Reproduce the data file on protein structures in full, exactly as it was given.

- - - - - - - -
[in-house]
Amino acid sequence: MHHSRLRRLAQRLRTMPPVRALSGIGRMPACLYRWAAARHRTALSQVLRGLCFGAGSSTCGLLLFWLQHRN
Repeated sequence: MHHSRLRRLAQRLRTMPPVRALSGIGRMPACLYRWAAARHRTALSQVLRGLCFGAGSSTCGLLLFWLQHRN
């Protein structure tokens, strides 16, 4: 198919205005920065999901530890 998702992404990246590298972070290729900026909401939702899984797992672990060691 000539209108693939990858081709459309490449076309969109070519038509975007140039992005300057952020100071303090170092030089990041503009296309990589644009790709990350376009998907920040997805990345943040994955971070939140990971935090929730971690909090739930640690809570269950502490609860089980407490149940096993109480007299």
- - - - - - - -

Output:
[in-house]
Amino acid sequence: MHHSRLRRLAQRLRTMPPVRALSGIGRMPACLYRWAAARHRTALSQVLRGLCFGAGSSTCGLLLFWLQHRN
Repeated sequence: MHHSRLRRLAQRLRTMPPVRALSGIGRMPACLYRWAAARHRTALSQVLRGLCFGAGSSTCGLLLFWLQHRN
């Protein structure tokens, strides 16, 4: 198919205005920065999901530890 998702992404990246590298972070290729900026909401939702899984797992672990060691 000539209108693939990858081709459309490449076309969109070519038509975007140039992005300057952020100071303090170092030089990041503009296309990589644009790709990350376009998907920040997805990345943040994955971070939140990971935090929730971690909090739930640690809570269950502490609860089980407490149940096993109480007299």